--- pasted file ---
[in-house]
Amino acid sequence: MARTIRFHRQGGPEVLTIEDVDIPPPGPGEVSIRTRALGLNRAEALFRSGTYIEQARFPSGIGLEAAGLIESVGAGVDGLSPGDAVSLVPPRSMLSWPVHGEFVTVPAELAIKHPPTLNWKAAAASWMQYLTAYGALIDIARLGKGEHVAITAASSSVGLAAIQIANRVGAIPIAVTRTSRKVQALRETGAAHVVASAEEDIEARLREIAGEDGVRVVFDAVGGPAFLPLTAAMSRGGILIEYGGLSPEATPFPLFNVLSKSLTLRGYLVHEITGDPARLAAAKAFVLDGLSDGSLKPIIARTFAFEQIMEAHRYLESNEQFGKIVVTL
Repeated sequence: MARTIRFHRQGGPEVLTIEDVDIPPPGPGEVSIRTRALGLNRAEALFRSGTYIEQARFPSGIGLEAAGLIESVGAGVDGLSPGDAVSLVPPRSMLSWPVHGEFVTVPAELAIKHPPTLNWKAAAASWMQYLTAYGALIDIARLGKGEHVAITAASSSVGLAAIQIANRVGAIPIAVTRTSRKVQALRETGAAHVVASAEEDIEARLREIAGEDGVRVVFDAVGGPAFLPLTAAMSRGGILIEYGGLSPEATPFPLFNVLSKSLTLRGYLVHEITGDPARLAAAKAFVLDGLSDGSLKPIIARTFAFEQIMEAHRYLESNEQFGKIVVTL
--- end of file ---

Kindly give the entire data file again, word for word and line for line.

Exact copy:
[in-house]
Amino acid sequence: MARTIRFHRQGGPEVLTIEDVDIPPPGPGEVSIRTRALGLNRAEALFRSGTYIEQARFPSGIGLEAAGLIESVGAGVDGLSPGDAVSLVPPRSMLSWPVHGEFVTVPAELAIKHPPTLNWKAAAASWMQYLTAYGALIDIARLGKGEHVAITAASSSVGLAAIQIANRVGAIPIAVTRTSRKVQALRETGAAHVVASAEEDIEARLREIAGEDGVRVVFDAVGGPAFLPLTAAMSRGGILIEYGGLSPEATPFPLFNVLSKSLTLRGYLVHEITGDPARLAAAKAFVLDGLSDGSLKPIIARTFAFEQIMEAHRYLESNEQFGKIVVTL
Repeated sequence: MARTIRFHRQGGPEVLTIEDVDIPPPGPGEVSIRTRALGLNRAEALFRSGTYIEQARFPSGIGLEAAGLIESVGAGVDGLSPGDAVSLVPPRSMLSWPVHGEFVTVPAELAIKHPPTLNWKAAAASWMQYLTAYGALIDIARLGKGEHVAITAASSSVGLAAIQIANRVGAIPIAVTRTSRKVQALRETGAAHVVASAEEDIEARLREIAGEDGVRVVFDAVGGPAFLPLTAAMSRGGILIEYGGLSPEATPFPLFNVLSKSLTLRGYLVHEITGDPARLAAAKAFVLDGLSDGSLKPIIARTFAFEQIMEAHRYLESNEQFGKIVVTL